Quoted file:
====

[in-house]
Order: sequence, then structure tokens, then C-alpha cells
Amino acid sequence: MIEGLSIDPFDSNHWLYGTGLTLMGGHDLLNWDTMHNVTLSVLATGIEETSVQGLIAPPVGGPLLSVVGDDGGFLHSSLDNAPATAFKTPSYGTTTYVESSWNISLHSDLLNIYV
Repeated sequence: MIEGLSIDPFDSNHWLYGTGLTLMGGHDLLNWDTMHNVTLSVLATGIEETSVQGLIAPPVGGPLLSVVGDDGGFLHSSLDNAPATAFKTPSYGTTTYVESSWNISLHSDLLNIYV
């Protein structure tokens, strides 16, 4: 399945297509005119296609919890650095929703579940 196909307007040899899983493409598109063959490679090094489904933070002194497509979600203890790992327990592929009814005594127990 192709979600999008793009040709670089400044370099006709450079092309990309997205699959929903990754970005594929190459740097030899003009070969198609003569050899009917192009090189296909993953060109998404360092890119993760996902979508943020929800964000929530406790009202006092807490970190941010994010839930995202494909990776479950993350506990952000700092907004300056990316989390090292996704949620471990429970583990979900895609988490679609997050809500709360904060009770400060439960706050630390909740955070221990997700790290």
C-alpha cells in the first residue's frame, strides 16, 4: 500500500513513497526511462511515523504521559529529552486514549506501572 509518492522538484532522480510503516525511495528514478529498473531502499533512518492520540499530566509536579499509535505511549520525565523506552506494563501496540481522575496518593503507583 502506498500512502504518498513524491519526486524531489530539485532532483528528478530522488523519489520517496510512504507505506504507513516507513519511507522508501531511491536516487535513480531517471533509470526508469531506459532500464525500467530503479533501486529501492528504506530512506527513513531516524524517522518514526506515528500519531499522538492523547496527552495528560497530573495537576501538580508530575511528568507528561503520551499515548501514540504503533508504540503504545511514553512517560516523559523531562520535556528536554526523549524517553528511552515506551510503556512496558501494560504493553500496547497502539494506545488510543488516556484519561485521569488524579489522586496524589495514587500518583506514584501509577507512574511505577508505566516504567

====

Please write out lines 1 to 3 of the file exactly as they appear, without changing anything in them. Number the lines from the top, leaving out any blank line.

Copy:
[in-house]
Order: sequence, then structure tokens, then C-alpha cells
Amino acid sequence: MIEGLSIDPFDSNHWLYGTGLTLMGGHDLLNWDTMHNVTLSVLATGIEETSVQGLIAPPVGGPLLSVVGDDGGFLHSSLDNAPATAFKTPSYGTTTYVESSWNISLHSDLLNIYV